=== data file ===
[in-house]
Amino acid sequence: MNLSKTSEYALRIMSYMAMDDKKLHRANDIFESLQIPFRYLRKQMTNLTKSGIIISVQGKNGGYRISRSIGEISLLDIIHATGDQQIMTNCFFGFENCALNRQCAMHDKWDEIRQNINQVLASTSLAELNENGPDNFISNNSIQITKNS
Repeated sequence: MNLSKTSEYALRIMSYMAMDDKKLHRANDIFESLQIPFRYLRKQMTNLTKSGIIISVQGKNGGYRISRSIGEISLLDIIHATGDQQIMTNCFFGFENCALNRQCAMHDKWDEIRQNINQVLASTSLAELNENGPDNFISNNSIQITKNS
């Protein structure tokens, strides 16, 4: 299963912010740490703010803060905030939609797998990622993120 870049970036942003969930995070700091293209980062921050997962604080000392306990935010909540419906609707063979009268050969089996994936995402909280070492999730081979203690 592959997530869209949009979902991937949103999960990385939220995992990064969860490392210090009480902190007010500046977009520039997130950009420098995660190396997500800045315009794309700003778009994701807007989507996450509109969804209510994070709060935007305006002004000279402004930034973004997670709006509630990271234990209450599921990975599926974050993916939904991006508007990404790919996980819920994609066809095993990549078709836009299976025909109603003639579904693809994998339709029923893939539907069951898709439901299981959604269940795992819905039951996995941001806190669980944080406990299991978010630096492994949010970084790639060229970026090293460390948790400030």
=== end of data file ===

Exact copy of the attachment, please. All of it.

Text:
[in-house]
Amino acid sequence: MNLSKTSEYALRIMSYMAMDDKKLHRANDIFESLQIPFRYLRKQMTNLTKSGIIISVQGKNGGYRISRSIGEISLLDIIHATGDQQIMTNCFFGFENCALNRQCAMHDKWDEIRQNINQVLASTSLAELNENGPDNFISNNSIQITKNS
Repeated sequence: MNLSKTSEYALRIMSYMAMDDKKLHRANDIFESLQIPFRYLRKQMTNLTKSGIIISVQGKNGGYRISRSIGEISLLDIIHATGDQQIMTNCFFGFENCALNRQCAMHDKWDEIRQNINQVLASTSLAELNENGPDNFISNNSIQITKNS
């Protein structure tokens, strides 16, 4: 299963912010740490703010803060905030939609797998990622993120 870049970036942003969930995070700091293209980062921050997962604080000392306990935010909540419906609707063979009268050969089996994936995402909280070492999730081979203690 592959997530869209949009979902991937949103999960990385939220995992990064969860490392210090009480902190007010500046977009520039997130950009420098995660190396997500800045315009794309700003778009994701807007989507996450509109969804209510994070709060935007305006002004000279402004930034973004997670709006509630990271234990209450599921990975599926974050993916939904991006508007990404790919996980819920994609066809095993990549078709836009299976025909109603003639579904693809994998339709029923893939539907069951898709439901299981959604269940795992819905039951996995941001806190669980944080406990299991978010630096492994949010970084790639060229970026090293460390948790400030």